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China: My Washington Post Photo

I wasn't sure if I could cough up any editorial interest in my Uyghur photographs before coming to Xinjiang. Dozens of journalists had rushed out to Kasghar the day after the Aug. 4th attack to try to cover the China's Islamic separatists, or so they thought. I didn't even get my visa to China till Aug. 14th so was a little late in the game even though I had been wanting to go there since 2004.

China: Wedding Drums and Uyghur Hospitality

Before heading out to Xinjiang, a western journalist told me that Uyghurs would hold off on getting married until the security situation improved. Large group gatherings tended to arouse curious eyes. With fewer eyes on people's homes, the safer Chinese Muslims felt.

China: The Water Terrorist

I thought it was only the US that was still paranoid about water on airplanes. Apparently, China is even more afraid of liquid bombs than George Bush.

I got a pretty nerve-wracking introduction to the consequences of breaking the rigid rules of Chinese security on my flight to Kashgar.

China Unlikely to Loosen Its Grip in West (Photo by Ryan Anson)

By Jill Drew

Photo by Ryan Anson

Violent outbursts are continuing in the Xinjiang region of western China, with the latest resulting in the deaths of two policemen who were attacked Wednesday while searching a cornfield for a woman they believe is involved in a separatist cell.

State media reported Saturday morning that police found the alleged assailants and shot six of them dead after they tried to defend themselves with knives, wounding two security officials.

China: The Olympics and Checkpoints in China

Since the August 4th attack in Kashgar that killed 16 Chinese police officers, officials have intensified security measures all over Xinjiang Province. Militia and troops from the People's Liberation Army man checkpoints on all major roads in and out of Kashgar. Passengers in both private and public vehicles must disembark from their cars or buses, walk through the checkpoint, show their identity cards or passports which are all scanned electronically, and pass through another blockade of sandbags and gates before getting back on the road.

Kashgar, China: Business as Usual on the Silk Road

Kashgar's claim to fame is its spot on the Silk Road. Some of the first settlers built their clay homes along this major caravan route more than 2000 years ago. It is, and has been a major trading post connecting the Western world with Central Asia and the Far East even if carpets are now sold off the back of trucks rather than camels. Silk, woven goods, exotic fruits, jade, and probably a little opium turned Kasghar into one of the more powerful Turkic kingdoms up through the 17th.century and later transformed this desert oasis town into one of Asia's major commercial powerhouses.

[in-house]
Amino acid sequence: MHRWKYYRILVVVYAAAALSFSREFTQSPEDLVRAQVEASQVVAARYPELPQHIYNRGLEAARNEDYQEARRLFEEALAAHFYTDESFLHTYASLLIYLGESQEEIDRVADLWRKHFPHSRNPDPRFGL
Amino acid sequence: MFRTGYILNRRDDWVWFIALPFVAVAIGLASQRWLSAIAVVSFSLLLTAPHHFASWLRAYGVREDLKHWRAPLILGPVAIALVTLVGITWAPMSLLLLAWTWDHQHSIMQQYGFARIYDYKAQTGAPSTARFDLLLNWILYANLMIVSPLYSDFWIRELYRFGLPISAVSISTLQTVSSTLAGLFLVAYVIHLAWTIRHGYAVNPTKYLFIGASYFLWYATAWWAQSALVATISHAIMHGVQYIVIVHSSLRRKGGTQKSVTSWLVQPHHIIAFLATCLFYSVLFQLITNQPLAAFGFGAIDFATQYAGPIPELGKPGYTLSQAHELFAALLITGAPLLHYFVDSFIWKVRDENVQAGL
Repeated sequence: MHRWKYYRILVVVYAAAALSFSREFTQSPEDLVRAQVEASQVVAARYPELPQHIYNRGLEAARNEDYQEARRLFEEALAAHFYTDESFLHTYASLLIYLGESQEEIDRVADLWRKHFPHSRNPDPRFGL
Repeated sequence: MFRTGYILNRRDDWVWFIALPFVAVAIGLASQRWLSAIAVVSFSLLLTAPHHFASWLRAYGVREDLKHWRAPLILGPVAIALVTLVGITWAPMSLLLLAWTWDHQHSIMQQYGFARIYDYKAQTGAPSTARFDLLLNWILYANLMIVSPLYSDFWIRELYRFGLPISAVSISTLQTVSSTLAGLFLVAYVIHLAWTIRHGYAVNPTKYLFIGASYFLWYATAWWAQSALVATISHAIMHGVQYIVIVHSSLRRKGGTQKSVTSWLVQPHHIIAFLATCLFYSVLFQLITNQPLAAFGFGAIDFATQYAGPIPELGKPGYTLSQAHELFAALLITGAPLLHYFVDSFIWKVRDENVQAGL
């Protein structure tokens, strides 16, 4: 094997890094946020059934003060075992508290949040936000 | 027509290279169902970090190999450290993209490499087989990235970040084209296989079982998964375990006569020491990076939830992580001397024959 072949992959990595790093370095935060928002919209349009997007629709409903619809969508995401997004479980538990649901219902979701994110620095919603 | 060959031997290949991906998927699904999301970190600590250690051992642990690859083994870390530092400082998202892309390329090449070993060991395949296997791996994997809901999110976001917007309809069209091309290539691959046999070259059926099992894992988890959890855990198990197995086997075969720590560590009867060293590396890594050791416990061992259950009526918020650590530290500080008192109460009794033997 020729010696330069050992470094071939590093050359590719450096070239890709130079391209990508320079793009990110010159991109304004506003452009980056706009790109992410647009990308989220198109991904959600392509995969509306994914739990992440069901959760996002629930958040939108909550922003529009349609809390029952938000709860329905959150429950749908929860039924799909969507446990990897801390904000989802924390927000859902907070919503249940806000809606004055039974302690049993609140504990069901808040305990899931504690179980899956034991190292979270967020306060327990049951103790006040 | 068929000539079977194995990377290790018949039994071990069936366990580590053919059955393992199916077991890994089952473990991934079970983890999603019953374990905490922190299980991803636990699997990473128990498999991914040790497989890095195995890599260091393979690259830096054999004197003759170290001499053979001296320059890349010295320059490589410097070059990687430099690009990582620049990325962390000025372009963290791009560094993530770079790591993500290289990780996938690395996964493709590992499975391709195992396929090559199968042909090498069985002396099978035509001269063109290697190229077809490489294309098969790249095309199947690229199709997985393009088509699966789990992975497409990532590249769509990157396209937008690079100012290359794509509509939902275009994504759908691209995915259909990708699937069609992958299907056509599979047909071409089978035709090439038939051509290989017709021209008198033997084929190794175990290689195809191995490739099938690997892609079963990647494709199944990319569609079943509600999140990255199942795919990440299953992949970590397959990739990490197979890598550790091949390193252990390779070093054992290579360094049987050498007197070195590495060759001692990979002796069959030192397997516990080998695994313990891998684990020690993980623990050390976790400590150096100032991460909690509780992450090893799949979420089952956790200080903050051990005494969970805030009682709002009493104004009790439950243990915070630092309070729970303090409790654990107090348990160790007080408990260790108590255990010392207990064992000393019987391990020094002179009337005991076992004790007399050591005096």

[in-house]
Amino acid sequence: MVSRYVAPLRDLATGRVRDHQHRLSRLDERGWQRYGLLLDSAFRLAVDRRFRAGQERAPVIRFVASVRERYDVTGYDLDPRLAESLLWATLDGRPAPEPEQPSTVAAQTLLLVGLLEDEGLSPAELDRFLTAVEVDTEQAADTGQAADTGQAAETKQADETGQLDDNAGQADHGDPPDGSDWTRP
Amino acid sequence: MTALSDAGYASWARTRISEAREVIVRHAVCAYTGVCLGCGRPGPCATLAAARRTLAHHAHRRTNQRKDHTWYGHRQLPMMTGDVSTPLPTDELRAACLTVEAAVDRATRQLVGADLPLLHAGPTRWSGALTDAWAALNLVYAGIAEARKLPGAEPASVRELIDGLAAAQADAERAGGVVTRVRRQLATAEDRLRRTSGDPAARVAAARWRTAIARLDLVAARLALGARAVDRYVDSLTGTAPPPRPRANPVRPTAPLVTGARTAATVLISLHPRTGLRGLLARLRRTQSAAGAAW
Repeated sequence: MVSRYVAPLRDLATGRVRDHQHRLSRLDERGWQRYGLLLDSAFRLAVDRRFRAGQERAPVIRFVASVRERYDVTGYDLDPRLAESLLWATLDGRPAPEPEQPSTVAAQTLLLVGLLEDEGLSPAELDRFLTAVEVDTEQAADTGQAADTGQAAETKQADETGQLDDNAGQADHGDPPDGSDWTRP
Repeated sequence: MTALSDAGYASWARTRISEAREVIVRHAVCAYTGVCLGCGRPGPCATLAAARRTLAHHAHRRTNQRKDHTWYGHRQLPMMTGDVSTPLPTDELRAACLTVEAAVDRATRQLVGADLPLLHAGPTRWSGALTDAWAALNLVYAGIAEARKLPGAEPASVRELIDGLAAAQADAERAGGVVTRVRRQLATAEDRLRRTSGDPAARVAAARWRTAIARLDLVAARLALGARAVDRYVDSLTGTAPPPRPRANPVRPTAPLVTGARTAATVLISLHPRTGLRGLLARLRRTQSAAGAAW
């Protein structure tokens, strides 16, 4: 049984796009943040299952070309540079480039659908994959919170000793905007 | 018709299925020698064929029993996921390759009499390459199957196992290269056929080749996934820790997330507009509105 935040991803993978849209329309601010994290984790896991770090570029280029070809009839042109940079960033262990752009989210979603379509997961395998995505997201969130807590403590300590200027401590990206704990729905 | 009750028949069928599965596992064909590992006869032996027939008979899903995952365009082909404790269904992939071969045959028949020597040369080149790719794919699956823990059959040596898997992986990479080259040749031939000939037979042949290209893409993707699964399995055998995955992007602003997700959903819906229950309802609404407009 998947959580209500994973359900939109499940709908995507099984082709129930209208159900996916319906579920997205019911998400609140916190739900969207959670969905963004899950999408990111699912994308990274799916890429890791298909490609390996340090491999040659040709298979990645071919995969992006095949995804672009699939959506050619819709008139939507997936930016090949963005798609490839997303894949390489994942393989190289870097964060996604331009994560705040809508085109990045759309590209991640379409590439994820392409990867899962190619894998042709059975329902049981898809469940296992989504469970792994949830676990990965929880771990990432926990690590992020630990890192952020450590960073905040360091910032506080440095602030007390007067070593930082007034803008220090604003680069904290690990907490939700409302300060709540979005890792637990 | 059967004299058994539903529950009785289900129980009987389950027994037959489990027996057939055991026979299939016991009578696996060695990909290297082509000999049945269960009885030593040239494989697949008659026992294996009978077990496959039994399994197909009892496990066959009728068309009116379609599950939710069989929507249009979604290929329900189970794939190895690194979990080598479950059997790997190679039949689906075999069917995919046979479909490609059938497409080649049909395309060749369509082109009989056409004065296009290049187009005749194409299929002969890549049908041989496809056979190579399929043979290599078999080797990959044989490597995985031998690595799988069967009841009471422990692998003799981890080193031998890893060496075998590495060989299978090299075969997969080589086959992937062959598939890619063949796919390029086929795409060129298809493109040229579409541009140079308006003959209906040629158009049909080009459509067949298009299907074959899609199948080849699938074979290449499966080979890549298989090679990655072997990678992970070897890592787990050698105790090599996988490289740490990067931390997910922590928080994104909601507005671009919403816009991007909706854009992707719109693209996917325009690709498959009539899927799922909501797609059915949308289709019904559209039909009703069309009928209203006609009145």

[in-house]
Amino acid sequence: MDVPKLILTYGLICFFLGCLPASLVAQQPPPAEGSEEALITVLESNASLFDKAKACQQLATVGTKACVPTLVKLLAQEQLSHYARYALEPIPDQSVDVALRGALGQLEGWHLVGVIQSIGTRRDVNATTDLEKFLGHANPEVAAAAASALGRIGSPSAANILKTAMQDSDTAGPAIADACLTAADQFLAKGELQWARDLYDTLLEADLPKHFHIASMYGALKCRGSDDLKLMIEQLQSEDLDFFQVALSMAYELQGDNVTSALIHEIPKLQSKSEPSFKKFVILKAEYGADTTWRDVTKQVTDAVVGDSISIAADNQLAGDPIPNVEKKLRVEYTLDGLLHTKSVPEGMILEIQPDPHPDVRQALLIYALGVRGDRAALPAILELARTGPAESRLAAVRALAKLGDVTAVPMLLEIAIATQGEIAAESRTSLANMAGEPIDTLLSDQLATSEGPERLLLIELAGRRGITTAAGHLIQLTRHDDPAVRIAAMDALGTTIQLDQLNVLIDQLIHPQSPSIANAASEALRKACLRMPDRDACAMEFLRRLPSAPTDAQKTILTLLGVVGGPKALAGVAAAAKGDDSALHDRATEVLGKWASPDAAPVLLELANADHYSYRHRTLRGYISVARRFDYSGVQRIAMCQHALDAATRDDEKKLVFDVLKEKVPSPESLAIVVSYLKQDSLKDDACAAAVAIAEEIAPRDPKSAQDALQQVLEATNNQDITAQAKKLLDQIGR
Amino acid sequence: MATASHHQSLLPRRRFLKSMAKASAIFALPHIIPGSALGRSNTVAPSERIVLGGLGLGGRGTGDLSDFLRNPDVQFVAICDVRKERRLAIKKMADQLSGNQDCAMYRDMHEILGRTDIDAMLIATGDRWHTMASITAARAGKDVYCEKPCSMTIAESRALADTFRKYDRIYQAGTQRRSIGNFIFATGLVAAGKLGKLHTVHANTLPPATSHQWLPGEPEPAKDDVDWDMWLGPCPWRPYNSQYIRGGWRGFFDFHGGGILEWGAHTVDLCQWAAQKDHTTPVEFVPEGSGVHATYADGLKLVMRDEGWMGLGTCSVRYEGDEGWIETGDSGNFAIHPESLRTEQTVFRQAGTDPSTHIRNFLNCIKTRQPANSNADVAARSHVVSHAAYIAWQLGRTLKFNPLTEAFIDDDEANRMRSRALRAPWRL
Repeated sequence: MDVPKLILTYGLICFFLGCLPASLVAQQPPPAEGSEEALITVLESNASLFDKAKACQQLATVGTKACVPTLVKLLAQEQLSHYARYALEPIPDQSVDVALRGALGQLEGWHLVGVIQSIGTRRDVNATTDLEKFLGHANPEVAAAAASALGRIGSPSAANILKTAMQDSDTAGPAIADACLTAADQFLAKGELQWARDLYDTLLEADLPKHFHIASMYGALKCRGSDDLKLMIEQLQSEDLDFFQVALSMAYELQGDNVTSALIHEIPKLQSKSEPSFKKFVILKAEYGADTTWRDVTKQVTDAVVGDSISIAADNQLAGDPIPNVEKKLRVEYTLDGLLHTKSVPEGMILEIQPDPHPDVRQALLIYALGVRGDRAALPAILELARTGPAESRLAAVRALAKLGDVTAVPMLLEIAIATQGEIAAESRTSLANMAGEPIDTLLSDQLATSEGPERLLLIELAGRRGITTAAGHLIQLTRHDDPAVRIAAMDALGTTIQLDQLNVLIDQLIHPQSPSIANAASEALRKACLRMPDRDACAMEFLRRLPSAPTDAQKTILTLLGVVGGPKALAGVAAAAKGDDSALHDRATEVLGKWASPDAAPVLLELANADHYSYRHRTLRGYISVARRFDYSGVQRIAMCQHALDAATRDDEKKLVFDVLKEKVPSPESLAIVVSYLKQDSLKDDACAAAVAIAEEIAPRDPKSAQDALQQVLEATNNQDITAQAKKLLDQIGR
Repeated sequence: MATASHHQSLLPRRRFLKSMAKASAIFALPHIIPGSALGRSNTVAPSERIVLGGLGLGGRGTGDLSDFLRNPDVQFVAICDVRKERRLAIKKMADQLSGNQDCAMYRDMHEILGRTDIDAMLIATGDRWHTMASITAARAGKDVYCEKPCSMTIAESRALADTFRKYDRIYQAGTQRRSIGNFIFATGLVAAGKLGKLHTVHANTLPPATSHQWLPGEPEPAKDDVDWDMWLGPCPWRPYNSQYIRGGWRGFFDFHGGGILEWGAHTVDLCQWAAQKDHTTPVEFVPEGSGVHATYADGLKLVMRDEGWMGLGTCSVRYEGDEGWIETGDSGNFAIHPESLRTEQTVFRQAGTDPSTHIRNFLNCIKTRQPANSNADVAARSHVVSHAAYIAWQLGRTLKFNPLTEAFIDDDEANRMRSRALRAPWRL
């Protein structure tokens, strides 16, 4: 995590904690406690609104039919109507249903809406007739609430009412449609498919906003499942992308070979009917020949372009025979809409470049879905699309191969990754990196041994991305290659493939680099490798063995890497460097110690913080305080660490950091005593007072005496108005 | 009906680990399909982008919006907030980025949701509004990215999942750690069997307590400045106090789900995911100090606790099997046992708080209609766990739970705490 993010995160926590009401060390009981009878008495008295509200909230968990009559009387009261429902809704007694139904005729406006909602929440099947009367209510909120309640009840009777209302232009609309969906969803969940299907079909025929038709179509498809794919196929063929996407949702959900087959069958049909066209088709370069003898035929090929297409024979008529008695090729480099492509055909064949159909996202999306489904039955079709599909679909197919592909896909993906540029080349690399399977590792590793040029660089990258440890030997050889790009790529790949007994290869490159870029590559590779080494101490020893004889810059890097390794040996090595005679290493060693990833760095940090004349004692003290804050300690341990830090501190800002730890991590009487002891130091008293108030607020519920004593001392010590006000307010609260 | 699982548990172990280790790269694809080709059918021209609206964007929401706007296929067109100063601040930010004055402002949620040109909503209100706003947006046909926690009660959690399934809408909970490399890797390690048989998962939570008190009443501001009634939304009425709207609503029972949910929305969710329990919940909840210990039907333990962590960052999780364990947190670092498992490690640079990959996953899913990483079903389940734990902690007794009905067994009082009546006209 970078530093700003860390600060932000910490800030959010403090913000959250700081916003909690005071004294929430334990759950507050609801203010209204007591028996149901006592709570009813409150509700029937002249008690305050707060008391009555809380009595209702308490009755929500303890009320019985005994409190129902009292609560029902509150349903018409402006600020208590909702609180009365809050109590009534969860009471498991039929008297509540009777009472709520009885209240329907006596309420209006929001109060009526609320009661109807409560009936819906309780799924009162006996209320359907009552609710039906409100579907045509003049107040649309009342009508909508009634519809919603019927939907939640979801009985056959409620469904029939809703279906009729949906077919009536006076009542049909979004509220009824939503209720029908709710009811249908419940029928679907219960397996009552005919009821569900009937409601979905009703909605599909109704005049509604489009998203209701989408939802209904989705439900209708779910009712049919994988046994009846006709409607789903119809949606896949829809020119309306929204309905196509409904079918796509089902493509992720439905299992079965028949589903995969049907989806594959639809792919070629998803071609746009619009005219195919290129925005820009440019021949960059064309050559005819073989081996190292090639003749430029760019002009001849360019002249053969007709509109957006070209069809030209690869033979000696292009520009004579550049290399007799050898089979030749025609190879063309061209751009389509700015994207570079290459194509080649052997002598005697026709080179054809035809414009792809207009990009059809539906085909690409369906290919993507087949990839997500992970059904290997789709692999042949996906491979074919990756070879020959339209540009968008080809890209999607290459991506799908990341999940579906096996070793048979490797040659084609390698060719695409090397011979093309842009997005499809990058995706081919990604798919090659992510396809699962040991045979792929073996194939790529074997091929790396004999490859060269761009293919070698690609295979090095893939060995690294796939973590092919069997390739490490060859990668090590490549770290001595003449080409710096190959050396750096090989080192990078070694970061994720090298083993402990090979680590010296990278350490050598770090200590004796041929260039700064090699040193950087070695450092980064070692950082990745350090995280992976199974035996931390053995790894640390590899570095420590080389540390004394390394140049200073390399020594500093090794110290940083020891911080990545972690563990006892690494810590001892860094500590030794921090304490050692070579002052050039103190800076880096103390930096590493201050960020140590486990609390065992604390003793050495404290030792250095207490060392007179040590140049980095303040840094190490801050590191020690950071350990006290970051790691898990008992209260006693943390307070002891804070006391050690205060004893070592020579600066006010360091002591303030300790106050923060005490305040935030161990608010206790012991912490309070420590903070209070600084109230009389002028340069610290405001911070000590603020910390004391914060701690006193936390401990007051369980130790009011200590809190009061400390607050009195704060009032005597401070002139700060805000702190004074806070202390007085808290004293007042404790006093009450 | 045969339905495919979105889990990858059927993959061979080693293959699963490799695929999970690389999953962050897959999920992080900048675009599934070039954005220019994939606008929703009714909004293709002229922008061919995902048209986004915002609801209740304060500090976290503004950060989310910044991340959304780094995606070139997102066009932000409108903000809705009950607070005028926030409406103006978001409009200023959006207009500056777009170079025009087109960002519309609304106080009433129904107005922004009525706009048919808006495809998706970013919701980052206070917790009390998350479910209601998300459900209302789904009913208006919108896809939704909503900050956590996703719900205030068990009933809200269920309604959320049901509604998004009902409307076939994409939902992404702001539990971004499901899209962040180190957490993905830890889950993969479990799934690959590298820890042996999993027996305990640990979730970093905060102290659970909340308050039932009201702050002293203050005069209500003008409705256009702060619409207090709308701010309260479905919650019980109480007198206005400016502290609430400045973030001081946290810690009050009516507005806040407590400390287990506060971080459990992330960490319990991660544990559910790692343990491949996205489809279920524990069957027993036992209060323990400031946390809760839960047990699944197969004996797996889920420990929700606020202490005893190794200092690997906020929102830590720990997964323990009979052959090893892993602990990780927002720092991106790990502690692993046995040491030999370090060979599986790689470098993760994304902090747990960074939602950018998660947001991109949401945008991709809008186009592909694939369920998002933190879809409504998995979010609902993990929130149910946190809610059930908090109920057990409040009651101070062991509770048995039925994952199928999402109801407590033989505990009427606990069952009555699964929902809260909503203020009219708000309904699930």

China: Discontent on the Eve of the Olympics

Like the city's pervasive smog, Olympics paraphernalia covers Beijing. Flags bearing the Olympic rings, banners that read Beijing 2008, and "I love China" stickers smooshed on kids' faces flaunt the country's national pride in itself as host of the world famous Games. Millions were spent on dazzling athletic advertisements along with billions more on new subway lines and buildings.

Gang's Terror Reign in Guyana Years in Making

GEORGETOWN, Guyana -- In a remote area of southern Guyana earlier this month, security forces tried to surround the country's most-wanted criminal and his gang of well-armed fugitives in their jungle hide-out. But after a fierce firefight, in which authorities say three police officers were wounded and one of the fugitives was killed, the gang escaped deeper into the bush to continue its fight another day.

Guyana's Past Coming Back To Haunt It

I'm on my second day in Georgetown. Remarkable city; a national capital dominated by two story, peaked-roof wooden houses, many with ornate gingerbread trimming (the influence of Dutch and British colonialists), but up on stilts. Cars, trucks, scooters and the odd horse-drawn carriage clog the streets. The shops you pass range from internet cafes and cellular phone stores to stores selling mining equipment. Children play on open fields in the city center while cows and horses graze nearby. The clash of epochs here is disorienting.